Reducing the incidence of impaired driving through globally effective countermeasures

Danielle Comeau
Felix J.E. Comeau
Denise Connerty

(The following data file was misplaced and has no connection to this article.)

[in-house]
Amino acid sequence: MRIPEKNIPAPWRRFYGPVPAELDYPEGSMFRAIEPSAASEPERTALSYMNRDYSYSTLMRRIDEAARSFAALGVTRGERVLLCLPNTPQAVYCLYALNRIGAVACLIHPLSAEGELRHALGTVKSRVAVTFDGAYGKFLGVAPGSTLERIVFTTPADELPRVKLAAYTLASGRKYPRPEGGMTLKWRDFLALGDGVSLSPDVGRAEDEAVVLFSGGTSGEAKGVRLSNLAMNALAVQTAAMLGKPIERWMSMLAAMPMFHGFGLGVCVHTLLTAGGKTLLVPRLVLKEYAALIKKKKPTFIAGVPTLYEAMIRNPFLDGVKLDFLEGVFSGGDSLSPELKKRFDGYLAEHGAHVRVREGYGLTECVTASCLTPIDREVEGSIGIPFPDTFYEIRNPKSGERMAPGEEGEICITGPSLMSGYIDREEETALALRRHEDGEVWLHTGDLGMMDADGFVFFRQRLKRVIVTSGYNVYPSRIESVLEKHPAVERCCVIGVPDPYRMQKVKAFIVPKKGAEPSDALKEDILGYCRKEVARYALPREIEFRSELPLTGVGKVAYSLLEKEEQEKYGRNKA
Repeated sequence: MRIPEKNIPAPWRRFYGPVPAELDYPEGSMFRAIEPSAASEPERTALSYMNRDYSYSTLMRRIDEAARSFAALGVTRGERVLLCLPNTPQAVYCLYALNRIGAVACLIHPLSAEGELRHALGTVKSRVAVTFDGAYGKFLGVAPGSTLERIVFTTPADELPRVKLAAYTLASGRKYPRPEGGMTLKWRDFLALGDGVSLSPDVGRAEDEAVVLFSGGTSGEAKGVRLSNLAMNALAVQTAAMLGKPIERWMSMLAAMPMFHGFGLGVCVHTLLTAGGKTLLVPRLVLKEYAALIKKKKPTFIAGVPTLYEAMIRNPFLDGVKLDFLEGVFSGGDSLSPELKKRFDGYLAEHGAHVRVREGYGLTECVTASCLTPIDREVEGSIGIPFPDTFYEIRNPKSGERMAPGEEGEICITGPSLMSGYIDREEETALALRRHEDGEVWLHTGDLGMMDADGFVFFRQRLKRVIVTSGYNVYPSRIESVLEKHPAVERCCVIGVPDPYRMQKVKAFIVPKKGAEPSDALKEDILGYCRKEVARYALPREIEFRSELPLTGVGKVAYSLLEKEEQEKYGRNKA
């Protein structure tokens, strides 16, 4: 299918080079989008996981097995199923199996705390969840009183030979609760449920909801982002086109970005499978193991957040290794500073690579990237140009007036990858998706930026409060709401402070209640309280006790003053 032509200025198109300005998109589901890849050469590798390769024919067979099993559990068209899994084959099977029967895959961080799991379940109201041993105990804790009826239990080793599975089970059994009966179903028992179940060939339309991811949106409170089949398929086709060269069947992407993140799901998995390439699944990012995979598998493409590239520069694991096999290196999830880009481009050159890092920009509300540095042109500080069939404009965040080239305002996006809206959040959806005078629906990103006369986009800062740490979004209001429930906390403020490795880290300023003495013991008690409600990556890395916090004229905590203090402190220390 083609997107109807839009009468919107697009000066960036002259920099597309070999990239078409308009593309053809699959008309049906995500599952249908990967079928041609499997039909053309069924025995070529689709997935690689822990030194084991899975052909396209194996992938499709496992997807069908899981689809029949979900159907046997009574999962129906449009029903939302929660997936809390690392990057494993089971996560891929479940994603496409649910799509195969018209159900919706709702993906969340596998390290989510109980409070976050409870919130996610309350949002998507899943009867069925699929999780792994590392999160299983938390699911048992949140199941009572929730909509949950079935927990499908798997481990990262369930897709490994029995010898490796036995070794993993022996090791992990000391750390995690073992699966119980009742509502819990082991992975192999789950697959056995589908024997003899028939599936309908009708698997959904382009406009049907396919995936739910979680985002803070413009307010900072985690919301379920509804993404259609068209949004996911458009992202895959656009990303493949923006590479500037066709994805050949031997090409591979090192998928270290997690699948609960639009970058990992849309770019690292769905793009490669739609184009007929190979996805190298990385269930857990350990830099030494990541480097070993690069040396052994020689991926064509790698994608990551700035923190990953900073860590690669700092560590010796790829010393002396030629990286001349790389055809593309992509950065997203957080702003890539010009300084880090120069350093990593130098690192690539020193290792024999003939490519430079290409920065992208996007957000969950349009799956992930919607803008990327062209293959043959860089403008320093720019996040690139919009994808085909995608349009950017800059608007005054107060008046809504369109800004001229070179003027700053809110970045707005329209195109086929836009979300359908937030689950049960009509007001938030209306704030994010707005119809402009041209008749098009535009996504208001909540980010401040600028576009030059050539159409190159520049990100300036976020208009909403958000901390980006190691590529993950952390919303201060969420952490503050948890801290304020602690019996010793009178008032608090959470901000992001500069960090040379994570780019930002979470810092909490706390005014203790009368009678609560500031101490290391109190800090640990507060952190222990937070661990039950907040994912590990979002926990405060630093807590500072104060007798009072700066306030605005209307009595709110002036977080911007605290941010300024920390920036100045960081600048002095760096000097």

Road traffic injuries and fatalities are a global public health concern, and the leading cause of death, worldwide. According to the World Health Organization, 47% of all countries do not have drink-driving laws based on best practices. Stricter impaired driving legislation is a start, but associated countermeasures such as increased public awareness and social support, random roadside sobriety testing, and remedial support for the convicted driver, have been proven to make these laws more effective in reducing traffic fatalities and recidivism. Bloomberg Philanthropies funded a consortium of partners to improve road safety in 10 coun­tries over 5 years spanning 2010 - 2014. Brazil was one of the countries chosen for this initial phase of the Global Road Safety Partnership as it has one of the highest rates of traffic fatalities in the world. Building on their initial success, this year began the start of the next five-year phase, spanning 2015 - 2019. During this phase, 10 cities and 5 countries were chosen to re­ceive support and intervention. Three of the ten cities are in South America, indicating their commitment to improve road safety. Education is key for a successful road safety initiative. Education of the judges regarding the sanctions and efficacy of the technology utilized, viz, roadside (portable) breath tester, alcohol interlocks, continuous alcohol monitoring, and oral fluid drug testers. Areas where there is doubt about the reliability of a technology used for detection, or a lack of knowledge regarding the technology, show a reduction in conviction rates. Judges who are familiar with and trust the results of the technology are more likely to convict offenders and support an integrated ap­proach to dealing with drink-driving.



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